Australia - South Australia/Northern Territory.
The Overland Telegraph Line - a cable from Java to Port Darwin.

The Darwin to Java cable is described as follows:

  1. general ideas as to the landing points and route;
  2. laying the cable at Port Darwin;
  3. laying the cable to Banjoewangi;
  4. the major interruption.

Landing points and the route.

In the late 1860s, it was an almost accepted fact that a cable from Singapore would land somewhere on Java or nearby and then be laid to Queensland. Indeed the Queensland Government had constructed a line from the east coast at Cardwell to Normanton on the Gulf of Carpentaria.

An alternative to a direct cable to Queensland was a shorter cable to Port Darwin and then down to the Roper River or beyond to link with a land line from Normanton or Burketown. The difficulty with that suggestion was that the British Australian Telegraph Company would not now pay for the land-line to Queensland and South Australia was not happy about Queensland constructing a line across its Northern Territory.

The developments of these ideas are of great interest and some of the original correspondence is included as part 1 and part 2 elsewhere. Fascinating reading of great historical significance. A "must read" collection.

Laying the Darwin end of the cable.

On 26 October 1871, a number of ships dropped anchor in Port Darwin. Their arrival was a surprise although not unexpected. They had been chartered by the British-Australian Company. The vessels were:

One of the engineers (Stephenson) soon selected a site for the shore station at Port Darwin and a hut was quickly erected. Essential but basic telegraph equipment was then installed. The next task was to construct quarters for the telegraphists and the BAT superintendent of the land-based operation Mr. Enston Squier. The locals of the Colonial administration were put to shame - the BAT personnel had everything possible including a piano, an extensive library and a billiard table.

The landing place: the small telegraphists hut is located at the top of the beach about in the middle of the picture.
The Administrators Residence is on the top at the right.
The BAT and Overland Telegraph personnel quarters are to the left.

Patterson was informed that, after the land connection was made, the task of paying the cable would take 10 days - certainly less than a fortnight. Not good news for someone in charge of a project which was so far behind schedule.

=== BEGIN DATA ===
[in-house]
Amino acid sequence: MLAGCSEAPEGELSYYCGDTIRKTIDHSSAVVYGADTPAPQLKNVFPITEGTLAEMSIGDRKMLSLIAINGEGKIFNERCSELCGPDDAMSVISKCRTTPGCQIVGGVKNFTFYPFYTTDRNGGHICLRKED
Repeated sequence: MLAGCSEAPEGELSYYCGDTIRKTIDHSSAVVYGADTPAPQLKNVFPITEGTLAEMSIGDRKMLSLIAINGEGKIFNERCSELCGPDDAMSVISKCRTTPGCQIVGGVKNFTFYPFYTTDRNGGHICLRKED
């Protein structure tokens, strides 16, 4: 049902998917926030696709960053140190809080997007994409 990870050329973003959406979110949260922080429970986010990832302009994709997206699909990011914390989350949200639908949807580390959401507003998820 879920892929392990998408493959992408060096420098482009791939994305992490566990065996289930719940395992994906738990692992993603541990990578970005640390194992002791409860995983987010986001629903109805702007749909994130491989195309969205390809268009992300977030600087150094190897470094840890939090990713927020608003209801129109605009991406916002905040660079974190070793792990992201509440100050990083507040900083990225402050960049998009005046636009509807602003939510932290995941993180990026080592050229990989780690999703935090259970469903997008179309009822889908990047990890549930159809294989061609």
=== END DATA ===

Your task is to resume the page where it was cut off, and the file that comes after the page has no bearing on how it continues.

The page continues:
Laying the cable to Banjoewangi.

On Tuesday 7 November 1871, the BAT staff were mobilised. The Hibernia was moored about 1.5 miles from the beach. Three boats were placed between the Hibernia and the beach - each with a wooden bight to hold the cable up as it was brought to the shore. A trench was also dug from the low-water mark to the telegraphists hut.

Captain Halpin (in the foreground) on the shore supervising the landing of the cable.
The Hibernia is in the background with the three small boats holding the cable.

A light line was first run from the Hibernia across the boats. This line was hauled in with the heavy cable attached to the end. All the time, a chant was called to coordinate the pulling. Finally the cable reached the hut and the connection was made and tested from the Hibernia. Naturally "a tot of grog" was then served to all involved. The cable was freed from the bights on the three small boats and all was in readiness to begin sailing.

The Hibernia left immediately, followed by the other two ships, and by night fall, the fleet was out of sight from the land. On 20 November, the Hibernia dropped anchor at Banjoewangi and the cable was joined to the shore end.

That connection placed Australia in contact with England. Messages were immediately sent by Mr. Squier to the head of the BAT in England. In his message, he commented that the overland wire was far from complete and that he did not think there was any chance of it being completed by the due date of 31 December. The cable could now be used for telegrams sent from Port Darwin and progressively to the south.

The interruption.

But then, on 24 June 1872, the Port Darwin station reported the news that the cable had gone dead. It remained inoperative while Todd's men worked to complete the overland sections. On 18 October the news arrived that, after months of grappling the cable, the fault had been located. The service was restored on 21 October and, as Todd announced "The Australian Colonies were connected with the grand electric chain which unites all the nations of the earth".

The next possible venture.

In October 1874, discussions were held between the Governments of Queensland, New South Wales and New Zealand "for the purpose of making the necessary preliminary arrangements for constructing the proposed Queensland-Singapore and New South Wales-New Zealand cables, provided for by the respective Governments in 1873-74" (1874 Annual Report for Queensland by the Superintendent, p. 1024).

A second cable was laid to duplicate the first in 1879. It followed the same route.